Science Communication in India UPSC NOTE

 Science Communication in India

  • India’s contemporary science communication landscape looks different

  • In 2021, the government set up the CSIR-National Institute of Science Communication and Policy Research (CSIR-NIScPR) by merging two previous institutions. 

  • Nearly all national science funding agencies have science communication divisions, which issue press releases, conduct social media campaigns, and garner support for exhibitions, popular lectures, etc.

  • Science communication activities from research organisations, universities, social enterprises, non-profit organisations, and professional collectives have also picked up. 

  • They include efforts to bridge science communication and journalism, science education and outreach, and even art and science.

  • On the other hand, despite its remarkable achievements, the government closed Vigyan Prasar in early 2023.

  • Taken together, science communication in India has new opportunities today – even as it exposes old and new lacunae, and reinforces the need for

  • a larger conversation we need to have on science communication training, practice, and strategy in the country.

Government Efforts

  • The history of state-backed science communication in post-independence India can be traced to a series of policy resolutions and government-led programmes. 

  • In 1951, the government established the Publications & Information Directorate (PID) under the Council of Scientific and Industrial Research (CSIR). 

  • The PID published the national science magazines Vigyan Pragati (Hindi), Science Reporter (English), and Science Ki Duniya (Urdu).

  • The government followed up with an attempt to define India’s scientific heritage and the cause of promoting science education through the Birla Industrial and Technological Museum in Calcutta in 1959. 

  • In 1976, Parliament passed the 42nd amendment to the Constitution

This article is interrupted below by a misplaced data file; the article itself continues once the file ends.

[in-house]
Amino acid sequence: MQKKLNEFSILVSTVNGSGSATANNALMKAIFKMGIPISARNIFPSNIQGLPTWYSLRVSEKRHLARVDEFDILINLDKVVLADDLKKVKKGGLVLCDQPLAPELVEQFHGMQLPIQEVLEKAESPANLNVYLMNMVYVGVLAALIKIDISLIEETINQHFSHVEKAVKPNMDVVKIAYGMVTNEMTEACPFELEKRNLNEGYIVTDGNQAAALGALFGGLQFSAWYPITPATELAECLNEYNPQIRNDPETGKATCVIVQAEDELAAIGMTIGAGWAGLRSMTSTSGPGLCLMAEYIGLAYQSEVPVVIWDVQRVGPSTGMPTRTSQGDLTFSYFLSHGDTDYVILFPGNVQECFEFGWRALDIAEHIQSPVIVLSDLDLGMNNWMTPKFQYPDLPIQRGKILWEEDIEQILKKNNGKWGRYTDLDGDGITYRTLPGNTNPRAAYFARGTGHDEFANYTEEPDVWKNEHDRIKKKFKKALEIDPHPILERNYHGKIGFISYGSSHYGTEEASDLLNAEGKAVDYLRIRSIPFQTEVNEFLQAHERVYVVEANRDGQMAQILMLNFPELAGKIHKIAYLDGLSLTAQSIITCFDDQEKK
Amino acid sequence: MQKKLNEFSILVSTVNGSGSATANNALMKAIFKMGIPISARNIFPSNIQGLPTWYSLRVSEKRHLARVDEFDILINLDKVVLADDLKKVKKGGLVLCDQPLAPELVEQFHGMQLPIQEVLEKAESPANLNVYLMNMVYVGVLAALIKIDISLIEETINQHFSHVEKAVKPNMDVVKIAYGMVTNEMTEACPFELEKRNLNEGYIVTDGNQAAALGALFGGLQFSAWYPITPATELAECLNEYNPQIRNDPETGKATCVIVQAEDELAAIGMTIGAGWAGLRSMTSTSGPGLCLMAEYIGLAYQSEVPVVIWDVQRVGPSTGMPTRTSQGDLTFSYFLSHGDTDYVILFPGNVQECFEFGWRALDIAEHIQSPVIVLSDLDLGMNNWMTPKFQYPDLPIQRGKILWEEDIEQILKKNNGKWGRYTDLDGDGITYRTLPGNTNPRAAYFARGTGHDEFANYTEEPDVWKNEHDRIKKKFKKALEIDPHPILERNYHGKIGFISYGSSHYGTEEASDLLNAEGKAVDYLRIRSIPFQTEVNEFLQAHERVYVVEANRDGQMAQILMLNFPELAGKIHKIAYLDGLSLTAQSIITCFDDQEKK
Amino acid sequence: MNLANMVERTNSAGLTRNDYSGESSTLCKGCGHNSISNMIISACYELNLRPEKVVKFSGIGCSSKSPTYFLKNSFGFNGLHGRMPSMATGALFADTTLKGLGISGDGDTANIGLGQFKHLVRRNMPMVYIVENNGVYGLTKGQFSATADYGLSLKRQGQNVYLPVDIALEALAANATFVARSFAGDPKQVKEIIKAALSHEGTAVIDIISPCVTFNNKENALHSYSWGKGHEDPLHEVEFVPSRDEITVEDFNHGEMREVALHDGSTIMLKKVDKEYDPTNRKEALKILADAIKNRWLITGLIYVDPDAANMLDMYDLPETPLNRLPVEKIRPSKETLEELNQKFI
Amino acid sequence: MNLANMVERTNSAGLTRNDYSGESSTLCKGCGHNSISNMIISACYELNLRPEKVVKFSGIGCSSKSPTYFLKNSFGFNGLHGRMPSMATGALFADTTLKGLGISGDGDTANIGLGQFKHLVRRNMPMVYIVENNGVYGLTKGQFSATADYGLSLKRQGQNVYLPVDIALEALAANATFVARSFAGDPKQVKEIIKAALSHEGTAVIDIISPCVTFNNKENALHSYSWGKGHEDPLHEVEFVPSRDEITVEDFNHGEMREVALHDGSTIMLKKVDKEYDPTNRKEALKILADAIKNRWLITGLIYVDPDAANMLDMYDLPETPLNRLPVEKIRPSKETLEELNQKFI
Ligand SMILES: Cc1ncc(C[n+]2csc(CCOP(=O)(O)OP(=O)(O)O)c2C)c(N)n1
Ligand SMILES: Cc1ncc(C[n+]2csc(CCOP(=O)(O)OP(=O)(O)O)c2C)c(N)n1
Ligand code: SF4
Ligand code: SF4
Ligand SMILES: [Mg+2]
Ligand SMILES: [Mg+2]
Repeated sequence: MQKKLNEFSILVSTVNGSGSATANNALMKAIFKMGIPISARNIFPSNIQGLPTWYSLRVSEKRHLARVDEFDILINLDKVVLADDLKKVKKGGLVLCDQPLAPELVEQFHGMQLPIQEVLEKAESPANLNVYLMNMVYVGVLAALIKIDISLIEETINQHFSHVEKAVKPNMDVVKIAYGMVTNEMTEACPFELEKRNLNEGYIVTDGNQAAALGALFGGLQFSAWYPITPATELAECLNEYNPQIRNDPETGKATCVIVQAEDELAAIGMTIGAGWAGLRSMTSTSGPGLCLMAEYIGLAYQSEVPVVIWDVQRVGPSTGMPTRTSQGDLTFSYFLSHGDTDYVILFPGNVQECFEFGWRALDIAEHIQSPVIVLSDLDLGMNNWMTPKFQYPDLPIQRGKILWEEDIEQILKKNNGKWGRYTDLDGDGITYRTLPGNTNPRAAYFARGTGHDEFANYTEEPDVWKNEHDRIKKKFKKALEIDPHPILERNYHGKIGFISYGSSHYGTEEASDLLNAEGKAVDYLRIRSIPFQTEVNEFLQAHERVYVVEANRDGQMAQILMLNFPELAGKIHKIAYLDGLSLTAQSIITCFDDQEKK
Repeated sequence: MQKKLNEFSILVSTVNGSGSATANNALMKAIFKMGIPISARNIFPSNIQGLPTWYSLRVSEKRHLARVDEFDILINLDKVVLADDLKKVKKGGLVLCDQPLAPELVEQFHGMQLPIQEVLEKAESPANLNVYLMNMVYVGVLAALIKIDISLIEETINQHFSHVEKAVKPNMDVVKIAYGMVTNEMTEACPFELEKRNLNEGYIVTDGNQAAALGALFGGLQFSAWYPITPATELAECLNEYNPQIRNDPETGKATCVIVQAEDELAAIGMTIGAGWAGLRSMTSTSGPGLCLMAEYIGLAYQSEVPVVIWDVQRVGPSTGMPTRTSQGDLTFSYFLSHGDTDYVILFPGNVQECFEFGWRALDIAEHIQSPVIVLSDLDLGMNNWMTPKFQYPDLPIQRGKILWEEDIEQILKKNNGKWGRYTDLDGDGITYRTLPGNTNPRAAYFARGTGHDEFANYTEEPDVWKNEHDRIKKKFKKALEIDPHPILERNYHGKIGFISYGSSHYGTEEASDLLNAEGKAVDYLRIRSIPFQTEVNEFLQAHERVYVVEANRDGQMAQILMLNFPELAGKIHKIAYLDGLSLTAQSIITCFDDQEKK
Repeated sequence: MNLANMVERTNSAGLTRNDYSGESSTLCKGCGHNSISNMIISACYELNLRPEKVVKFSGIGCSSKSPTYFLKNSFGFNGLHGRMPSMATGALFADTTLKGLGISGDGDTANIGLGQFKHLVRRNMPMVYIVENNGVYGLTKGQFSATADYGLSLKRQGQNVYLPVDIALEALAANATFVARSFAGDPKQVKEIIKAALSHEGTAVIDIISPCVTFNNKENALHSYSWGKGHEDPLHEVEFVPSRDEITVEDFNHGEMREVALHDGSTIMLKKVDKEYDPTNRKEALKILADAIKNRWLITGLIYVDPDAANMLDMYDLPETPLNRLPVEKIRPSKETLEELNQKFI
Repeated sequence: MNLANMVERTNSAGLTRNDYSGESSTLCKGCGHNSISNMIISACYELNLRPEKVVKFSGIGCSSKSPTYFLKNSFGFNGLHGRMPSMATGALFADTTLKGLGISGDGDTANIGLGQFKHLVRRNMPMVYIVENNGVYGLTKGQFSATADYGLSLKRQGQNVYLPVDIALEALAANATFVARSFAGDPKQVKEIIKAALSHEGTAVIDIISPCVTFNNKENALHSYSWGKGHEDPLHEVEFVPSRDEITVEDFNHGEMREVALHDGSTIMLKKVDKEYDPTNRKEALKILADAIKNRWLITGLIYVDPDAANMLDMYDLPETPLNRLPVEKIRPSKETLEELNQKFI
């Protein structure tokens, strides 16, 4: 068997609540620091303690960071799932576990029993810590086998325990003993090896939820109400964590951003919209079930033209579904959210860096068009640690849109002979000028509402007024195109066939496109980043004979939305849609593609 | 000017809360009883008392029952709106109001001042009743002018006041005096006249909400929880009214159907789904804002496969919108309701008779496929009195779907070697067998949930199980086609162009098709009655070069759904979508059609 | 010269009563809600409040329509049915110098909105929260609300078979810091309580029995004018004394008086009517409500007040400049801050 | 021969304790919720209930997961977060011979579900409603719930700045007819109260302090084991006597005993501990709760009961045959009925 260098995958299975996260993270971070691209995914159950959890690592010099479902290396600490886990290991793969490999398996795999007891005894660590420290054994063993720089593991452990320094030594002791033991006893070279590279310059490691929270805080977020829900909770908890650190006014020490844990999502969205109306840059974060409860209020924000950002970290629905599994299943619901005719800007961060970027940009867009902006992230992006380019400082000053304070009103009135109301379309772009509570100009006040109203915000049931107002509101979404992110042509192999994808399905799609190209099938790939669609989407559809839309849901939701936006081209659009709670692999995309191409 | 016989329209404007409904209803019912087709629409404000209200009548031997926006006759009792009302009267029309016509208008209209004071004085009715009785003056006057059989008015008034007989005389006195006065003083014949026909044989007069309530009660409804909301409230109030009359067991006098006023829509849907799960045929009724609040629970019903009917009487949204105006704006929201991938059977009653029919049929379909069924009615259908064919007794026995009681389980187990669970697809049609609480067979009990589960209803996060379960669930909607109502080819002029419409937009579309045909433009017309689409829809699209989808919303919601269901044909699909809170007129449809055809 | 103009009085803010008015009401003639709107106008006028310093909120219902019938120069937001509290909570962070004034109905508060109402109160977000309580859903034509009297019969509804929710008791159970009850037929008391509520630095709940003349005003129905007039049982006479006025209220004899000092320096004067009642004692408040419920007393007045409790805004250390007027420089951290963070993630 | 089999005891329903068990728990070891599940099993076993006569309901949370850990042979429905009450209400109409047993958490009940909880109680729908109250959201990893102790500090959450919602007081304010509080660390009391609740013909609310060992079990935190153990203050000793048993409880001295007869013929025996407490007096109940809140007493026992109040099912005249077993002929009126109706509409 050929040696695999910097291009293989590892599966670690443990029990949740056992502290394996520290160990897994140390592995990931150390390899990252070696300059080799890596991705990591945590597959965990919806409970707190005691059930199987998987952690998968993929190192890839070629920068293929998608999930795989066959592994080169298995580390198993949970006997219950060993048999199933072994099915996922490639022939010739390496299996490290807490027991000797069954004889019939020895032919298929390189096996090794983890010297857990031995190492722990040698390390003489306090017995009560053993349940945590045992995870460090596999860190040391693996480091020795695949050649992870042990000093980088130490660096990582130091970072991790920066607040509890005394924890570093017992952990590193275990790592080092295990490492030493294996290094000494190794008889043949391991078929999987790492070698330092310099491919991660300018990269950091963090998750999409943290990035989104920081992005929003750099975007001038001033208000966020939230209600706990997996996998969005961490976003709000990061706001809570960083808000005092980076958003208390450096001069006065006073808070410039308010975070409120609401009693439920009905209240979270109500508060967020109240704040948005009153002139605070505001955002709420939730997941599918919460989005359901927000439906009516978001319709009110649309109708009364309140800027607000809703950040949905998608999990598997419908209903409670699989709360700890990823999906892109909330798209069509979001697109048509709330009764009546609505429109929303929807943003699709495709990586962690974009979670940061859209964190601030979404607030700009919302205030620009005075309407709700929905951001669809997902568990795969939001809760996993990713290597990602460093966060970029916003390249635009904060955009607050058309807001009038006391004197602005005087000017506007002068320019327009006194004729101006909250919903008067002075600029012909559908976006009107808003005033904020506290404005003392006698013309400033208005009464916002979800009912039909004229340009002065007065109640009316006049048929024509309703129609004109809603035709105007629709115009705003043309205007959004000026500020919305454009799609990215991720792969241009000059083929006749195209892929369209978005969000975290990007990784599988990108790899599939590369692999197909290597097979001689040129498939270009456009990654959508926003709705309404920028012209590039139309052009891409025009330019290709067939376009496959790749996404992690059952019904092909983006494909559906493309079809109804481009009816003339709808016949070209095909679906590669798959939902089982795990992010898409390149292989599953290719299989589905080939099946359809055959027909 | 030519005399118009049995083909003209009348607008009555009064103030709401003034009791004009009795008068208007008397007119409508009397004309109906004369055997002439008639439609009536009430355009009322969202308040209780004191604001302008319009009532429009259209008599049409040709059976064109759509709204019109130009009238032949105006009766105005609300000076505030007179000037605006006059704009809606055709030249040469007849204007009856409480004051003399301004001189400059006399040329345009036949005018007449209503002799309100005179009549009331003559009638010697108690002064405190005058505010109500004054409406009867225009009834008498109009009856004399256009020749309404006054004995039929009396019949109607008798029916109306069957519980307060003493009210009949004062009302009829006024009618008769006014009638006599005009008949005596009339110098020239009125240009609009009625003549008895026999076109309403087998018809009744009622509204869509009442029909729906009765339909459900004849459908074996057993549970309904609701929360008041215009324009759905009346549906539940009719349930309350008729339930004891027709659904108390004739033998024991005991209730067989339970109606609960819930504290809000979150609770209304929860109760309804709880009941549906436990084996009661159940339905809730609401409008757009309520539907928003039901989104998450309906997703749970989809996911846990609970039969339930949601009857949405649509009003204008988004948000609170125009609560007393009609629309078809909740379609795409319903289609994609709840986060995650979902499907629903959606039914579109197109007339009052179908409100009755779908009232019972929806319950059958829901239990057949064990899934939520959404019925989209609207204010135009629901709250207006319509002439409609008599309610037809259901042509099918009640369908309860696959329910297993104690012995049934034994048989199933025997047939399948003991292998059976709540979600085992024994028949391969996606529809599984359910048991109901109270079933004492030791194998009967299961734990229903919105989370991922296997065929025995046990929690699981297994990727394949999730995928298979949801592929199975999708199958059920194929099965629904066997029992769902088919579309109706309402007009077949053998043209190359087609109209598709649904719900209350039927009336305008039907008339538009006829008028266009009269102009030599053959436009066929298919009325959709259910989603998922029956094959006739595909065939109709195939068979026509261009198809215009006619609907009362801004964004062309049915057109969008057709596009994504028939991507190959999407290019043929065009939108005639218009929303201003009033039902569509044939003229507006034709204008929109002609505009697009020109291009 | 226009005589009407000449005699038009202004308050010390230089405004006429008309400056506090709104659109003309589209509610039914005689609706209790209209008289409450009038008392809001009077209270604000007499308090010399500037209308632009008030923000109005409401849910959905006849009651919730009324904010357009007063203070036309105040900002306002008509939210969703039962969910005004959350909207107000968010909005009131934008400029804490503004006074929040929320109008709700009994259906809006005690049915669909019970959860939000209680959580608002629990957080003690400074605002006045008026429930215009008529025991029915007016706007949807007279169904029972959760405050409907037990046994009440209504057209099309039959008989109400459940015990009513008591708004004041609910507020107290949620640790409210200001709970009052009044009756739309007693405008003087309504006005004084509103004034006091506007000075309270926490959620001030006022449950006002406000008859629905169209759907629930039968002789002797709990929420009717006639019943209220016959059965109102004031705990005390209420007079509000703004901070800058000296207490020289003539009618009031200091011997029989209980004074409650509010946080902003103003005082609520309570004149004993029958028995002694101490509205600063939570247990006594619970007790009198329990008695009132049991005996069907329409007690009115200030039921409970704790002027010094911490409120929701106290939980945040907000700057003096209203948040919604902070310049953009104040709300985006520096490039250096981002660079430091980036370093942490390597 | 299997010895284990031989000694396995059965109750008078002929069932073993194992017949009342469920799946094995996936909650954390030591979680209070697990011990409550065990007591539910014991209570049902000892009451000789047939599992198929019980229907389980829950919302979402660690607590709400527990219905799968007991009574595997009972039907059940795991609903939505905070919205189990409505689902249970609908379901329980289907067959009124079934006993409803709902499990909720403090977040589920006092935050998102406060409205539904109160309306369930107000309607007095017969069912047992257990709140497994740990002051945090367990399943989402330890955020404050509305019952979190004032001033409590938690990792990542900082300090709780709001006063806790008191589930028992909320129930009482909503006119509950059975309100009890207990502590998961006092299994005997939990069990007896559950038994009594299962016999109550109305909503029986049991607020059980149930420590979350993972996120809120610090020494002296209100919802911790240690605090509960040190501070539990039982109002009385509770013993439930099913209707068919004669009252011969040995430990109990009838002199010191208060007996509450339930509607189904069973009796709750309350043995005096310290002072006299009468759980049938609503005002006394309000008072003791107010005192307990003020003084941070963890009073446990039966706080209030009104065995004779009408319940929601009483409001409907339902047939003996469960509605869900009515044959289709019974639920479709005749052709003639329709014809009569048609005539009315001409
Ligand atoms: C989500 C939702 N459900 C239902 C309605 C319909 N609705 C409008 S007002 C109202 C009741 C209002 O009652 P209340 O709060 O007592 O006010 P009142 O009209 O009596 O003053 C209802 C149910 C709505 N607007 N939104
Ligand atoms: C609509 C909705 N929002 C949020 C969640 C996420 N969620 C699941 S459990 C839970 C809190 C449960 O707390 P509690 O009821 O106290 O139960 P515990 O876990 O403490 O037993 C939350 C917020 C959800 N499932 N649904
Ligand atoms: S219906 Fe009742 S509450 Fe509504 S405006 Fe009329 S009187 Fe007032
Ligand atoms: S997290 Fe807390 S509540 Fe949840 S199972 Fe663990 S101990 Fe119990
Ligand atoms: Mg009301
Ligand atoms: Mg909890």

• This included Article 51 A(h) and its statement: “It shall be the duty of every citizen of India to develop a scientific temper, humanism and the spirit of enquiry and reform.”

  • Soon after, the sixth Five Year Plan (1980-1985) promoted the need to popularise science and nurture scientific thinking in India, and established the National Council for Science and Technology Communication (NCSTC). 

  • In 1989, the Department of Science and Technology set up Vigyan Prasar, an autonomous organisation to popularise science at large.

Successes – Challenges – Recommendations

  • A space mission involves a well-defined and largely one-way relay of scientific information, and has the advantage of an inherent visual appeal, aspirational intent, and national sentiment

  • On the other hand, science communication in a pandemic is an interdisciplinary effort built around a grim, protracted, and evolving situation, and intended to promote public compliance with good ‘pandemic habits’ like physical distancing, masking, and vaccination.

  • These contrasting communication endeavours underscore the diverse nature of contemporary science engagement.

  • Science communication involves all forms of communication around science, scientific work, its outcomes, discussions on its ethical, societal, or political impacts, and direct conversations with scientists as well as diverse audiences. 

  • Today, ‘science communication’ is an umbrella term that also includes the exchange of scientific knowledge, institutional outreach, and public engagement with science.



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Learnerz IAS | Concept oriented UPSC Classes in Malayalam: Science Communication in India UPSC NOTE
Science Communication in India UPSC NOTE
Learnerz IAS | Concept oriented UPSC Classes in Malayalam
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